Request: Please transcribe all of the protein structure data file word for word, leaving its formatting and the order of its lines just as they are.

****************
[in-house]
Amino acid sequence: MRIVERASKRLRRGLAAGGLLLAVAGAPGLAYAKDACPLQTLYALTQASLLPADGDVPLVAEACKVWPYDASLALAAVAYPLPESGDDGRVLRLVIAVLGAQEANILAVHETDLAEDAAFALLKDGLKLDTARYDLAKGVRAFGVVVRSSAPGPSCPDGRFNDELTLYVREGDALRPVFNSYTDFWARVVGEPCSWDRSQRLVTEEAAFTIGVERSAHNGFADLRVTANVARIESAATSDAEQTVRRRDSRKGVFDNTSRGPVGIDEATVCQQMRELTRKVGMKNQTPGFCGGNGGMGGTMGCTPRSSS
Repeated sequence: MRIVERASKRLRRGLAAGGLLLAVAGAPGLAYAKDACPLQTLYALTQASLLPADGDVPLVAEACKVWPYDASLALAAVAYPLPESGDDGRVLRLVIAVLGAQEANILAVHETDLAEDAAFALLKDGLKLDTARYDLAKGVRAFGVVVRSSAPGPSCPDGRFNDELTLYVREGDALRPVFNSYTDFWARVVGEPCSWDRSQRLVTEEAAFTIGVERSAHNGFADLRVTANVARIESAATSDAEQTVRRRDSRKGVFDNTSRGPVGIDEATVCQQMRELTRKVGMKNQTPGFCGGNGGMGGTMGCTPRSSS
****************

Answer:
[in-house]
Amino acid sequence: MRIVERASKRLRRGLAAGGLLLAVAGAPGLAYAKDACPLQTLYALTQASLLPADGDVPLVAEACKVWPYDASLALAAVAYPLPESGDDGRVLRLVIAVLGAQEANILAVHETDLAEDAAFALLKDGLKLDTARYDLAKGVRAFGVVVRSSAPGPSCPDGRFNDELTLYVREGDALRPVFNSYTDFWARVVGEPCSWDRSQRLVTEEAAFTIGVERSAHNGFADLRVTANVARIESAATSDAEQTVRRRDSRKGVFDNTSRGPVGIDEATVCQQMRELTRKVGMKNQTPGFCGGNGGMGGTMGCTPRSSS
Repeated sequence: MRIVERASKRLRRGLAAGGLLLAVAGAPGLAYAKDACPLQTLYALTQASLLPADGDVPLVAEACKVWPYDASLALAAVAYPLPESGDDGRVLRLVIAVLGAQEANILAVHETDLAEDAAFALLKDGLKLDTARYDLAKGVRAFGVVVRSSAPGPSCPDGRFNDELTLYVREGDALRPVFNSYTDFWARVVGEPCSWDRSQRLVTEEAAFTIGVERSAHNGFADLRVTANVARIESAATSDAEQTVRRRDSRKGVFDNTSRGPVGIDEATVCQQMRELTRKVGMKNQTPGFCGGNGGMGGTMGCTPRSSS